The Enumerator

by DRM

Some months later, after going on with the Census Bureau full-time, Adelaide will be sitting in a vast room in Manhattan with a hundred other women, working through the census sheets from other districts in New York City, calculating the sums of each page and placing the sheets in great binders that are organized by broader geographic areas, she’ll remember her visit that Saturday morning to 752 Johnson Avenue. The interview left her discomforted and unsettled.  When she remembers, it is just a sensation, and maybe the faint image of the small sitting room.

This is what she was doesn’t recall.

The room was hot and cramped, even though it was orderly, like the woman who answered the door. The sitting area was arranged within the borders of a faded rug that once had deep red hues: two settees and the one high-backed chair. Beyond the sitting area a long table was pushed up against the wall and covered with sewing tools. Stacks of fabric, spindles of thread, a battered black sewing machine, small piles of scrap fabric, pressed sheets of rice paper. A stool. A dressmaker’s dummy.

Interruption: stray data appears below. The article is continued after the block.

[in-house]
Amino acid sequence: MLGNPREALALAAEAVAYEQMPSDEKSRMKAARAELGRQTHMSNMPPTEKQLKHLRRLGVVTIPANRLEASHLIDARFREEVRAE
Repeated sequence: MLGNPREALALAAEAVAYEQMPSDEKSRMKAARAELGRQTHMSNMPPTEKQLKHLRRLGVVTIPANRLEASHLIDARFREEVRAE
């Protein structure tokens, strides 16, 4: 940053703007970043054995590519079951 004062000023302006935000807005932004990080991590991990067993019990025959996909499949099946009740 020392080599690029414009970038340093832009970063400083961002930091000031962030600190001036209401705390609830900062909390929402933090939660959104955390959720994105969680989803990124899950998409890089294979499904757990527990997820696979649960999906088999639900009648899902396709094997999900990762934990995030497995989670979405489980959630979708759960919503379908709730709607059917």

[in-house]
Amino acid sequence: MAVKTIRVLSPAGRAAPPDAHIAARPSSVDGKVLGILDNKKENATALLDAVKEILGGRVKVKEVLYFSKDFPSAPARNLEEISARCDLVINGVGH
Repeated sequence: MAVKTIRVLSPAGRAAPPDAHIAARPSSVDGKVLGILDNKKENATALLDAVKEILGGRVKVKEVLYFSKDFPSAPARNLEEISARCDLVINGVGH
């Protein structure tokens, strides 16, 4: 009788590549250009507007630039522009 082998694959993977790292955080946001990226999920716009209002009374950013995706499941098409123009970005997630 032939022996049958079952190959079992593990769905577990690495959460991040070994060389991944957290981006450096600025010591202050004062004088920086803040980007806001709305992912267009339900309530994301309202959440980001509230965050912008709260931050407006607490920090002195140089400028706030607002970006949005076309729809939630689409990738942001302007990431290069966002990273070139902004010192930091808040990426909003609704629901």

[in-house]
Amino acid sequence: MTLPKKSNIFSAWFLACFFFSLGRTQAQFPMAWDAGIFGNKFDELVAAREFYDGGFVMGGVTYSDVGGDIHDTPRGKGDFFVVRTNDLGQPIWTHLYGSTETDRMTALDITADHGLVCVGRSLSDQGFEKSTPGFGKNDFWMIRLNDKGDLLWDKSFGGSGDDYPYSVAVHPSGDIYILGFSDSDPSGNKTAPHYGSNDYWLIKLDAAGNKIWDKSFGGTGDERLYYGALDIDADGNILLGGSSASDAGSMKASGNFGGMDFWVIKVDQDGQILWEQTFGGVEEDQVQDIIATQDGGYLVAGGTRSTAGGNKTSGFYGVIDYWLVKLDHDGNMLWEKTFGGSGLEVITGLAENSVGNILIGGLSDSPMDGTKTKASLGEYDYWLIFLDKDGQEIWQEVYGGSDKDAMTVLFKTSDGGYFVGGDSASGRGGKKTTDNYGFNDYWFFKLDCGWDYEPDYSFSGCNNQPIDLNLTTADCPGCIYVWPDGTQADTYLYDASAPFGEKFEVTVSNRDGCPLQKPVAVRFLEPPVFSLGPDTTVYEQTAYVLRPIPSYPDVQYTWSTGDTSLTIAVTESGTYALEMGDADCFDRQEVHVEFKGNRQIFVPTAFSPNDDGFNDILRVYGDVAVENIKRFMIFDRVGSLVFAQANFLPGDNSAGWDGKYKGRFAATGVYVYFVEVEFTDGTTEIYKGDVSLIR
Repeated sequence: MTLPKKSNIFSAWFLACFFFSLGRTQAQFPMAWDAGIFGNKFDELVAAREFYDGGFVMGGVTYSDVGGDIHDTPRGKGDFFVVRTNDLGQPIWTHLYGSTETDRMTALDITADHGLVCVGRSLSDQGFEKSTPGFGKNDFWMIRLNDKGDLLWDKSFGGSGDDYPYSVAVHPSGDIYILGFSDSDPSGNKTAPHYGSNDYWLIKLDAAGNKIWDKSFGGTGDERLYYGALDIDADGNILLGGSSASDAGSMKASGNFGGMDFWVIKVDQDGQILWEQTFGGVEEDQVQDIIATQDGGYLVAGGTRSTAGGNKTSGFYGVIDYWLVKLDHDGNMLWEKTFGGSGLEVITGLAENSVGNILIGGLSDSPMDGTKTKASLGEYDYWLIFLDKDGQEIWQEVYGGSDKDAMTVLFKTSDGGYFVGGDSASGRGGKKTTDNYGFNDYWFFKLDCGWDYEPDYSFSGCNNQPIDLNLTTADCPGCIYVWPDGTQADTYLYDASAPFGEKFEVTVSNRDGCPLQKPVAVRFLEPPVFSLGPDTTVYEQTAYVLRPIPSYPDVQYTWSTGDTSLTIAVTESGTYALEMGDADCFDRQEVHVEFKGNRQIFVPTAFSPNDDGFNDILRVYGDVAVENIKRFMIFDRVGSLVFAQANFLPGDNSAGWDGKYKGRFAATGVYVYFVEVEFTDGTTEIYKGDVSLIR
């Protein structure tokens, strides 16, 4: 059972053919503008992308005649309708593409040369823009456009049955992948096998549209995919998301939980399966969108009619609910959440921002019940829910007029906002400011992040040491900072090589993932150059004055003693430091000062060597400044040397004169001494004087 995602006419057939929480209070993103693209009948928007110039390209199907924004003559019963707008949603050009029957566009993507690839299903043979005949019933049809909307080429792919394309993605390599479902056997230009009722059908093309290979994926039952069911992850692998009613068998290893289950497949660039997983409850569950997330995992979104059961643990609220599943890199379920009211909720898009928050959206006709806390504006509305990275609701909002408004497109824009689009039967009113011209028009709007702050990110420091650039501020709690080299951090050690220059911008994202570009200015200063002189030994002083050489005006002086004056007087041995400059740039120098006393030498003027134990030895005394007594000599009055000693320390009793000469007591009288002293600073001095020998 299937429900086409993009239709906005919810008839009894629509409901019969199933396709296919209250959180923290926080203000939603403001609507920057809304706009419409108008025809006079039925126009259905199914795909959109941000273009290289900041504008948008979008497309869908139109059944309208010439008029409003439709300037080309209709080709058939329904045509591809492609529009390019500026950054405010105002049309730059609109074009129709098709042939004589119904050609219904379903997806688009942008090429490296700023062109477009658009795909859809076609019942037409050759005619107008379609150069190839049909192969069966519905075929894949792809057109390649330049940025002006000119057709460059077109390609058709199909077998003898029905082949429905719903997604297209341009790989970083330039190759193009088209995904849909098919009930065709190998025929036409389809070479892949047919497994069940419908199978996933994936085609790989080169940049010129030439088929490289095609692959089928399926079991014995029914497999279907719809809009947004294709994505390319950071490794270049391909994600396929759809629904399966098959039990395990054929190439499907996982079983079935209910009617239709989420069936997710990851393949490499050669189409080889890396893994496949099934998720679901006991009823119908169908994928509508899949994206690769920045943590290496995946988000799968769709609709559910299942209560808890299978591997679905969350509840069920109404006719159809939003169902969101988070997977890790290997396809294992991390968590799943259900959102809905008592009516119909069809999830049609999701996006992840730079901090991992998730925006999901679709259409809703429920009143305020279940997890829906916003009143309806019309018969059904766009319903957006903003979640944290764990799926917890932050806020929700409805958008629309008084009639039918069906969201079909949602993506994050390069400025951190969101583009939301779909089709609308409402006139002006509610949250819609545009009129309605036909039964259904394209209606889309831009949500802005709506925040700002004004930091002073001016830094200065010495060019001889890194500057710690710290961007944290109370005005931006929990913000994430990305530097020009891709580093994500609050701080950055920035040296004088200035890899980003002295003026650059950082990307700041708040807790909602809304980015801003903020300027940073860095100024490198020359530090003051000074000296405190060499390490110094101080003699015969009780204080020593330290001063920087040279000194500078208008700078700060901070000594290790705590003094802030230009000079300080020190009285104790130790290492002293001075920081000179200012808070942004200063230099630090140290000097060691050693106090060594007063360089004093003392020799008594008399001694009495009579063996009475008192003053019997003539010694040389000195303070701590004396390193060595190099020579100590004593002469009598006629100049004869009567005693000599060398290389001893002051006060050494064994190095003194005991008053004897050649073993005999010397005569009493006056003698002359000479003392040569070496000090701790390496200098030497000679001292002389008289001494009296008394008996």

Light came in through one window at the back of the room and fell across the worktable. The window jambs were stuffed with pieces of fabric. The rest of the room was in shadow.

The scent of smoldering coal was strong. The heat was suffocating in contrast to the chill in the hallway and the sharp cold of the street below.

The husband was not home; he was at his place of business, a saloon near the great plaza by the bank building. Yes, even though it was the Sabbath. A delivery was scheduled for the morning, and not all merchants observe the Sabbath, the woman said.

A hissing sigh broke the stillness in the room.

BrooklyndayparadeTwo young women sat in the settees. The mother, Rebecca, stood by the end of one settee while she answered the questions. The girls — they were girls, at least that’s how Adelaide thought of them, because she thought of herself as a girl, and she and these young women looked about the same age — were surrounded by scraps of paper on their settees.